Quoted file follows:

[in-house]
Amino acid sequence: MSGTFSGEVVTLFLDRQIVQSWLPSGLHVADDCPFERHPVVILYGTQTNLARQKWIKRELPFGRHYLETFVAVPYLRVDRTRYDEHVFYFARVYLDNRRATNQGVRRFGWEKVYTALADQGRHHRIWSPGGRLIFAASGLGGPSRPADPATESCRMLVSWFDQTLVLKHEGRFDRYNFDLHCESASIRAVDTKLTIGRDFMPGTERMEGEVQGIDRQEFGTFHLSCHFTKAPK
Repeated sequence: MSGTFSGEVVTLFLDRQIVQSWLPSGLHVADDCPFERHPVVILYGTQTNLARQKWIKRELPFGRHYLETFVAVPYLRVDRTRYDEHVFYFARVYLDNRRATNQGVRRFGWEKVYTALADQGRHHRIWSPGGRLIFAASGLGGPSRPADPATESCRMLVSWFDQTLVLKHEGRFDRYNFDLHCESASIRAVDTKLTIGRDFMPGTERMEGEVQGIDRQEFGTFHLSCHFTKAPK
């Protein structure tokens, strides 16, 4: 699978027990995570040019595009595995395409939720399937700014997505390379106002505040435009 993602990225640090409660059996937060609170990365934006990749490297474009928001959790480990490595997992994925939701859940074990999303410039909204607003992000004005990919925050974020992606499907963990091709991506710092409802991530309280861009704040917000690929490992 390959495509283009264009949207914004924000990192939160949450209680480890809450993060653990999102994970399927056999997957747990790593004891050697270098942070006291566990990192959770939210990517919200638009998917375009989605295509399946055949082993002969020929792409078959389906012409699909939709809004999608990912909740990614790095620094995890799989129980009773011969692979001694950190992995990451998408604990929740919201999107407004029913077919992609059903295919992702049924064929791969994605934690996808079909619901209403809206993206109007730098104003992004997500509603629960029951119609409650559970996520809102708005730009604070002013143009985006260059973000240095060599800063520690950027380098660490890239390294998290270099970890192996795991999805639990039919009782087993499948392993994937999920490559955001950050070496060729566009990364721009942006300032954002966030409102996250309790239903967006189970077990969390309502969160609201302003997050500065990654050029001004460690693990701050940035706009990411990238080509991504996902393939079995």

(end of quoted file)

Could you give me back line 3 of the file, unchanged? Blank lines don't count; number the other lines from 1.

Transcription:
Repeated sequence: MSGTFSGEVVTLFLDRQIVQSWLPSGLHVADDCPFERHPVVILYGTQTNLARQKWIKRELPFGRHYLETFVAVPYLRVDRTRYDEHVFYFARVYLDNRRATNQGVRRFGWEKVYTALADQGRHHRIWSPGGRLIFAASGLGGPSRPADPATESCRMLVSWFDQTLVLKHEGRFDRYNFDLHCESASIRAVDTKLTIGRDFMPGTERMEGEVQGIDRQEFGTFHLSCHFTKAPK